Turkish publisher says an Armenian translation of the Quran has drawn attention in Lebanon where a sizeable Armenian community lives. The publisher plans to deliver 1,000 books in the coming days to the country.Historically, translation of the Qur'an into other languages has been discouraged, since the understanding has been that the original Arabic text is the text inspired by God and any translation is only an imperfect interpretation. So Muslims were expected to learn Arabic and read the Qur'an in the original. But this translation project, which goes far beyond Armenian (see at the link above), seems to be aimed at non-Muslims to spark interest in Islam.
Murat Rumevleklioğlu, who runs BM-AR, said the translation, in the eastern and western dialects of Armenian, was based on two separate Turkish translations of the book. He said they donated 1,400 Qurans in Armenian to Aram Ateşyan, the acting patriarch of the Armenian Orthodox Church in Istanbul. "We want to deliver it for free so that Armenians can learn about Islam and appreciate that Ateşyan consented to deliver it to his community interested in learning about Islam," he said.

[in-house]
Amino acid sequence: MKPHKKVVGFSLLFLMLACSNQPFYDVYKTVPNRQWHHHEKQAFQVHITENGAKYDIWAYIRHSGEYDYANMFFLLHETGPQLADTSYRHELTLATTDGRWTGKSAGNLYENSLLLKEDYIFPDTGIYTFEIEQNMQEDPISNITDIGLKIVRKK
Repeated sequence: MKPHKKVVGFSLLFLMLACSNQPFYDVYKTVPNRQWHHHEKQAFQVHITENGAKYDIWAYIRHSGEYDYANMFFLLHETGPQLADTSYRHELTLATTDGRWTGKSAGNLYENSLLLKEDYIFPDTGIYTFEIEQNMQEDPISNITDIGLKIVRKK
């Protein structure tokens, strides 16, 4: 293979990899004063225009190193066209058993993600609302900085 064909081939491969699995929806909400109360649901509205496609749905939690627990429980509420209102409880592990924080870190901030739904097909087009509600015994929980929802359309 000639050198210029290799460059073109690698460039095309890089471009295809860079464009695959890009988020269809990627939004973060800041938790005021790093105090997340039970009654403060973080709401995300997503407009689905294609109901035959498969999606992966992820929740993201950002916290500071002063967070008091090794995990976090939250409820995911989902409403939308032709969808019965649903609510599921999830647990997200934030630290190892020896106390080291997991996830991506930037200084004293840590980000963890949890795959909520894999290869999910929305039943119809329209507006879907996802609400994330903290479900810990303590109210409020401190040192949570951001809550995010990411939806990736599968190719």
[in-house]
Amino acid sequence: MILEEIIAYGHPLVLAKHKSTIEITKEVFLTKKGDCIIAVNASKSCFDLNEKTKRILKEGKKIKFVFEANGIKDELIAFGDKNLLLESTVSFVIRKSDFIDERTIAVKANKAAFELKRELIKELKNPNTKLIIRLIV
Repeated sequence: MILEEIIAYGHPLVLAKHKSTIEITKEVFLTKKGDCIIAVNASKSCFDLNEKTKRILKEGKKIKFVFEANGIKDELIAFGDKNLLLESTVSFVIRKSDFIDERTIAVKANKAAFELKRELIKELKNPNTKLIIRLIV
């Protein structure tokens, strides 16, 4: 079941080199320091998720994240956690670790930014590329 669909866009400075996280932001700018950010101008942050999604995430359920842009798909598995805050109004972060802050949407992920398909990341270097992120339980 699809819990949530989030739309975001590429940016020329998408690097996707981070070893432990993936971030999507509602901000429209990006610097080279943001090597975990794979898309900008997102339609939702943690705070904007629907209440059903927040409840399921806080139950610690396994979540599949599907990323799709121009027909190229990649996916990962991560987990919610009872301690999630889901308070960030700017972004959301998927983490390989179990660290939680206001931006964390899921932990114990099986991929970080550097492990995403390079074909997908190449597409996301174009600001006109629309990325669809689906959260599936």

Rumevleklioğlu said word of mouth helped their campaign deliver the Qurans in Armenian to spread to other countries and this led to increased interest from Lebanon. He said they are now working on Hebrew and Syriac translations. "There isn't any comprehensive translation of the Quran in these languages. We are now meticulously working on providing good translations," he said.There area already translations of the Qur'an into Hebrew, but as far as I know, it has not been translated before into any form of Aramaic. There is, of course, Christoph Luxenberg's theory that the Qur'an was substantially translated from Aramaic (Syriac), but this is controversial. And, in any case, it is another matter.
Background on the possible connections of the Qur'an with Aramaic is here and links.